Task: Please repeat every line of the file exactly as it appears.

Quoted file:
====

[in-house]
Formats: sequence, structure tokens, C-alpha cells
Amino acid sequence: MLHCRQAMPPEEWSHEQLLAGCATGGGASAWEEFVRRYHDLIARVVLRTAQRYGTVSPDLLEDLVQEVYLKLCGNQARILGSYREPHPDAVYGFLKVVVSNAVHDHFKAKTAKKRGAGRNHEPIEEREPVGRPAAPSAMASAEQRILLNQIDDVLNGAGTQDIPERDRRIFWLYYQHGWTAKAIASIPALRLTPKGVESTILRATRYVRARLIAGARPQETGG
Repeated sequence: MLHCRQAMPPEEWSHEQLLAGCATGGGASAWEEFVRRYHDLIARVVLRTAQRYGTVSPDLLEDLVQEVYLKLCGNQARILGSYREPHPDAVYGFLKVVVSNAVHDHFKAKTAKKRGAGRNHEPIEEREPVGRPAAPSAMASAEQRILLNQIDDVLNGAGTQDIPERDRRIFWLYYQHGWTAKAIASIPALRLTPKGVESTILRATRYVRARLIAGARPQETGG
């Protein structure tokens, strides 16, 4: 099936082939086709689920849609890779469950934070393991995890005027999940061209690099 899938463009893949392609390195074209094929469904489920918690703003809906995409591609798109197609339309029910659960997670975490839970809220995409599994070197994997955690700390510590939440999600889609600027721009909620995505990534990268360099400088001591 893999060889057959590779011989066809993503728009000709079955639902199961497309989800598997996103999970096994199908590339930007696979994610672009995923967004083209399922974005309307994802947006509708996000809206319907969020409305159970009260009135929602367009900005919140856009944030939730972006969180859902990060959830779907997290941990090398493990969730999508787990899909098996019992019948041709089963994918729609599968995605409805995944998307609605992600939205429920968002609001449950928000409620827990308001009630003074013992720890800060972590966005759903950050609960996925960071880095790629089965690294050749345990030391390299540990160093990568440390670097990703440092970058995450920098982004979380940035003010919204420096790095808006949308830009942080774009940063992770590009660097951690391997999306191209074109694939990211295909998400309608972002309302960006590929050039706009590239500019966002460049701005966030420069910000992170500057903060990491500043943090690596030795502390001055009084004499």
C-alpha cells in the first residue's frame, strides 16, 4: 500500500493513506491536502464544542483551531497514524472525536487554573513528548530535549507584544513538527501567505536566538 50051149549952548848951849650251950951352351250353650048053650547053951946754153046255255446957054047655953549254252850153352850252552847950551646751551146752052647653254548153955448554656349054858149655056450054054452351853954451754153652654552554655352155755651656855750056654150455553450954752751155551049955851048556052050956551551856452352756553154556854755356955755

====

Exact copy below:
[in-house]
Formats: sequence, structure tokens, C-alpha cells
Amino acid sequence: MLHCRQAMPPEEWSHEQLLAGCATGGGASAWEEFVRRYHDLIARVVLRTAQRYGTVSPDLLEDLVQEVYLKLCGNQARILGSYREPHPDAVYGFLKVVVSNAVHDHFKAKTAKKRGAGRNHEPIEEREPVGRPAAPSAMASAEQRILLNQIDDVLNGAGTQDIPERDRRIFWLYYQHGWTAKAIASIPALRLTPKGVESTILRATRYVRARLIAGARPQETGG
Repeated sequence: MLHCRQAMPPEEWSHEQLLAGCATGGGASAWEEFVRRYHDLIARVVLRTAQRYGTVSPDLLEDLVQEVYLKLCGNQARILGSYREPHPDAVYGFLKVVVSNAVHDHFKAKTAKKRGAGRNHEPIEEREPVGRPAAPSAMASAEQRILLNQIDDVLNGAGTQDIPERDRRIFWLYYQHGWTAKAIASIPALRLTPKGVESTILRATRYVRARLIAGARPQETGG
């Protein structure tokens, strides 16, 4: 099936082939086709689920849609890779469950934070393991995890005027999940061209690099 899938463009893949392609390195074209094929469904489920918690703003809906995409591609798109197609339309029910659960997670975490839970809220995409599994070197994997955690700390510590939440999600889609600027721009909620995505990534990268360099400088001591 893999060889057959590779011989066809993503728009000709079955639902199961497309989800598997996103999970096994199908590339930007696979994610672009995923967004083209399922974005309307994802947006509708996000809206319907969020409305159970009260009135929602367009900005919140856009944030939730972006969180859902990060959830779907997290941990090398493990969730999508787990899909098996019992019948041709089963994918729609599968995605409805995944998307609605992600939205429920968002609001449950928000409620827990308001009630003074013992720890800060972590966005759903950050609960996925960071880095790629089965690294050749345990030391390299540990160093990568440390670097990703440092970058995450920098982004979380940035003010919204420096790095808006949308830009942080774009940063992770590009660097951690391997999306191209074109694939990211295909998400309608972002309302960006590929050039706009590239500019966002460049701005966030420069910000992170500057903060990491500043943090690596030795502390001055009084004499």
C-alpha cells in the first residue's frame, strides 16, 4: 500500500493513506491536502464544542483551531497514524472525536487554573513528548530535549507584544513538527501567505536566538 50051149549952548848951849650251950951352351250353650048053650547053951946754153046255255446957054047655953549254252850153352850252552847950551646751551146752052647653254548153955448554656349054858149655056450054054452351853954451754153652654552554655352155755651656855750056654150455553450954752751155551049955851048556052050956551551856452352756553154556854755356955755